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How Wentworth Woodhouse is keeping its historic camellias safe during major restoration of the building which has been their home for 200 years

By January 3, 2023No Comments
People in hi-vis jackets and hard hats work in the Camellia House laying a screed floor. Scaffolding and green netting is visible along the walls.

A lost collection of rare and historic camellias at Rotherham’s Wentworth Woodhouse are being cosseted through a major restoration of the building which has been their home for 200 years.

The collection includes some of the earliest camellias brought into the country in the early 1800s.

Camellia were much-prized in Georgian Britain and the Camellia House at the western edge of the Grade I listed stately home’s gardens was built in 1812 to show off the 2nd Marquess of Rockingham’s collection.

But Wentworth Woodhouse fell into decline from the late 1900s and when the Preservation Trust took over the mansion and buildings in its 82-acre grounds in 2017, the ruined and roofless Grade II* Listed Camellia House was on the Heritage At Risk Register.

However, open to the Yorkshire elements, the long-forgotten camellias had flourished.

The Trust’s Head Gardener Scott Jamieson found out their rarity by calling in the International Camellia Society and Chiswick House in London, which has its own internationally-renowned collection of camellias from the early 1800s.

A number of the 19 plants at Wentworth Woodhouse have been identified as dating back to the 1820s-30s.

Protecting the camellias is vital during the £5m. transformation of the Camellia House, which includes a 1730s structure known as Lady Rockingham’s Tearoom, into a tea house and events space which will create up to 22 jobs.

Before structural work began in September, the camellia beds were encased in timber frames and covered with thick plastic sheeting to prevent lime plaster dust and debris from contaminating soil.

A crash deck built at roof level is preventing debris falling onto the plants and netting provides further protection.

Ten foil-lined light tunnels allow natural light to reach the plants but as building work progresses and winter nights have set in, a British horticultural lighting manufacturer has come to the rescue, gifting £5,000 of professional-grade ultra-violet lighting systems.

Kent-based Lumatek is a world-leading designer and manufacturer of professional horticultural lighting. Launched in 2004, its products are sold to horticultural, hydroponics, aquatic, medical cannabis and industrial specialists throughout Europe and beyond.

CO-CEO Natalya Gray said: “We were delighted to play part in the protection of the rare and historically important camellias during Wentworth Woodhouse’s Camellia house project.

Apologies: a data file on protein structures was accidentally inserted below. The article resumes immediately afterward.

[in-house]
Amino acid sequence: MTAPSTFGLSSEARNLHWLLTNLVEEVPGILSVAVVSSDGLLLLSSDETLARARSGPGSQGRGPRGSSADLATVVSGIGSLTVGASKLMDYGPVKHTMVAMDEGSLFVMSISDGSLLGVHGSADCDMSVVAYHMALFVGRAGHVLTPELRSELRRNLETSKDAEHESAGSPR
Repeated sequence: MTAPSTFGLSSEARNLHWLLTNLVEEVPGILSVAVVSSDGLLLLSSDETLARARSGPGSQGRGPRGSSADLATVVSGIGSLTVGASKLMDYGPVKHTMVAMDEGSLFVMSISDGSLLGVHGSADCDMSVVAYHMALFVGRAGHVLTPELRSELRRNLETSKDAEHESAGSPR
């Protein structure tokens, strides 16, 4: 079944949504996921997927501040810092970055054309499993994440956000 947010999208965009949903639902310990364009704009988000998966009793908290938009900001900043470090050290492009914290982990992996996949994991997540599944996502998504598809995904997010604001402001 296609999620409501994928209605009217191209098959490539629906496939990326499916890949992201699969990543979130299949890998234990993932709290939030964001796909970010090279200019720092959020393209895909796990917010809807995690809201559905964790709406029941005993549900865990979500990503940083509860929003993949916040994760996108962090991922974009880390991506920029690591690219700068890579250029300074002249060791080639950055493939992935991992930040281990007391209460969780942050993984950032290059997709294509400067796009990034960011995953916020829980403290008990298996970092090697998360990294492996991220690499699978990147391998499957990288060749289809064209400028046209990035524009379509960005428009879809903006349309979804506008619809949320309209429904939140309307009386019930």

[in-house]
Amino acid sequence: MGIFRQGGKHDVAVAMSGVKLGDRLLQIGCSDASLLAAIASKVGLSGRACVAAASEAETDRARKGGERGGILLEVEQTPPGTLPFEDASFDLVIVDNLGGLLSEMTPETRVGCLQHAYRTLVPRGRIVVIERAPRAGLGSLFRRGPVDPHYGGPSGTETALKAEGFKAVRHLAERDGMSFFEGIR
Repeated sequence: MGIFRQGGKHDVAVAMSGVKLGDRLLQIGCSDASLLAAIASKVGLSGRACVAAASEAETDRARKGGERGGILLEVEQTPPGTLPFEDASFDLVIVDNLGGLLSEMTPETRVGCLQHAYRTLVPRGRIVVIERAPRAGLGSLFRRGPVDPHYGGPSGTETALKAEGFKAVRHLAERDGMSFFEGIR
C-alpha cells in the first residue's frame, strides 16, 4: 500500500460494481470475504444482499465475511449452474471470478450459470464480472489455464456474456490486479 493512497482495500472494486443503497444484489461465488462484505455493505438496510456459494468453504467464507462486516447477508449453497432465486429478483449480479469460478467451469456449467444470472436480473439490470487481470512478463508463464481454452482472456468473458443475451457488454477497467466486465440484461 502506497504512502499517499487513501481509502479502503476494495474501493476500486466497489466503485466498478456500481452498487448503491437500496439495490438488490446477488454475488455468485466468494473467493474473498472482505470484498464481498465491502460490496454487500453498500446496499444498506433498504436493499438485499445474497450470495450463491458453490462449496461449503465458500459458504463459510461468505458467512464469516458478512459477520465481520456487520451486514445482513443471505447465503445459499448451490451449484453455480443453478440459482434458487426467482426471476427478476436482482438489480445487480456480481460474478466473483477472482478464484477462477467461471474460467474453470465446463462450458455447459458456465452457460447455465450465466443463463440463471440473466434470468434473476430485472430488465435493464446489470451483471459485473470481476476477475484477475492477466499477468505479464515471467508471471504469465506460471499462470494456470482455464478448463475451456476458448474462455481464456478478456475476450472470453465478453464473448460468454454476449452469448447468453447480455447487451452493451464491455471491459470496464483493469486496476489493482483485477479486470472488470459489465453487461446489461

“It is a perfect fit for Lumatek – our company ethos is helping growers grow and we believe all businesses must share and care when they are called to. ”

Specialist conservation architects Donald Insall Associates and York-based construction company William Birch & Sons Ltd are carrying out the Camellia House transformation, which is expected to open in summer 2023.

It is a complex task. The building, which has no water or electricity supply, leans forward 20cms and has settled by around 20cms at one end.

Extensive damage has been caused by rain and invasive weeds. The interior brickwork and roof timbers were found to be in a much worse state than originally thought.

In February a new glass roof will be winched into place over the camellia beds and the area where visitors will take tea.

A building to service kitchens has now been built, along with a Changing Places toilet, which will be equipped with hoists and adult changing benches to ensure Wentworth Woodhouse is more accessible for severely disabled people.

Sarah McLeod, CEO of the Preservation Trust commented: “The transformation of the Camellia House is well underway and throughout the process, great attention is being paid to protecting our precious camellias.

“We are extremely grateful to LUMATEK for generously donating the specialist lighting needed to keep the camellias healthy over winter. It is wonderful; when businesses step in to help us and as a charitable trust with limited funds, we are always very keen to hear from others who can give their support and professional guidance.”

The Trust’s Head Gardener is monitoring the camellias daily and carrying out a programme of feeding and propagation to help the camellias begin their blooming season from March onwards.


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